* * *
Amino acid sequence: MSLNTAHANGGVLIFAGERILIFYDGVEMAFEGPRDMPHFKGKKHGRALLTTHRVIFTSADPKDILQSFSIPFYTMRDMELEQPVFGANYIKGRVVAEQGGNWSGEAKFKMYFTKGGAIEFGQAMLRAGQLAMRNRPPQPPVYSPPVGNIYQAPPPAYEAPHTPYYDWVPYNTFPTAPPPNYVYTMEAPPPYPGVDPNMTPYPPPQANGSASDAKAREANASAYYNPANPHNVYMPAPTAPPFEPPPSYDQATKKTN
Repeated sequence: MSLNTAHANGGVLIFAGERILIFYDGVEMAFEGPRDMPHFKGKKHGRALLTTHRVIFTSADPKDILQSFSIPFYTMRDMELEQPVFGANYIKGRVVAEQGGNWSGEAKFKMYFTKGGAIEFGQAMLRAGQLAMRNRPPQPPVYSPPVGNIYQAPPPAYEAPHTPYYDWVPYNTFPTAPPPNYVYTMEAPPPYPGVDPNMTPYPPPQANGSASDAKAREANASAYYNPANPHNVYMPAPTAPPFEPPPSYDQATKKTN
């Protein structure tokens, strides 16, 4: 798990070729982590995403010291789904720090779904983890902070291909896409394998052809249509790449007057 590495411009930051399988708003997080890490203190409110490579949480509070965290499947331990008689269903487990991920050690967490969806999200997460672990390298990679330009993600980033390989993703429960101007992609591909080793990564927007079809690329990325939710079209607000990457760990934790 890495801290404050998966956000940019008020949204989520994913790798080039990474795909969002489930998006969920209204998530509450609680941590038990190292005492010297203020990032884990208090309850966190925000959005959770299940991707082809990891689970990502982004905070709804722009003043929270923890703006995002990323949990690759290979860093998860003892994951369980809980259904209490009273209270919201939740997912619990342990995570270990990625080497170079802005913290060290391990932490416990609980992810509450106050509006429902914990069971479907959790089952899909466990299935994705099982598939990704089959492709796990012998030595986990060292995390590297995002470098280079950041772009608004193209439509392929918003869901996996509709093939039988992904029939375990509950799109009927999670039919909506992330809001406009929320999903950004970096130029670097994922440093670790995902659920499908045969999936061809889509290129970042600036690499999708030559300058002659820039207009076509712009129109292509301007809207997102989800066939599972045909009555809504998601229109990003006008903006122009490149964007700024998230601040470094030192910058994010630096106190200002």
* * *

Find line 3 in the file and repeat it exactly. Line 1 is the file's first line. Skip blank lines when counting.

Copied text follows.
């Protein structure tokens, strides 16, 4: 798990070729982590995403010291789904720090779904983890902070291909896409394998052809249509790449007057 590495411009930051399988708003997080890490203190409110490579949480509070965290499947331990008689269903487990991920050690967490969806999200997460672990390298990679330009993600980033390989993703429960101007992609591909080793990564927007079809690329990325939710079209607000990457760990934790 890495801290404050998966956000940019008020949204989520994913790798080039990474795909969002489930998006969920209204998530509450609680941590038990190292005492010297203020990032884990208090309850966190925000959005959770299940991707082809990891689970990502982004905070709804722009003043929270923890703006995002990323949990690759290979860093998860003892994951369980809980259904209490009273209270919201939740997912619990342990995570270990990625080497170079802005913290060290391990932490416990609980992810509450106050509006429902914990069971479907959790089952899909466990299935994705099982598939990704089959492709796990012998030595986990060292995390590297995002470098280079950041772009608004193209439509392929918003869901996996509709093939039988992904029939375990509950799109009927999670039919909506992330809001406009929320999903950004970096130029670097994922440093670790995902659920499908045969999936061809889509290129970042600036690499999708030559300058002659820039207009076509712009129109292509301007809207997102989800066939599972045909009555809504998601229109990003006008903006122009490149964007700024998230601040470094030192910058994010630096106190200002």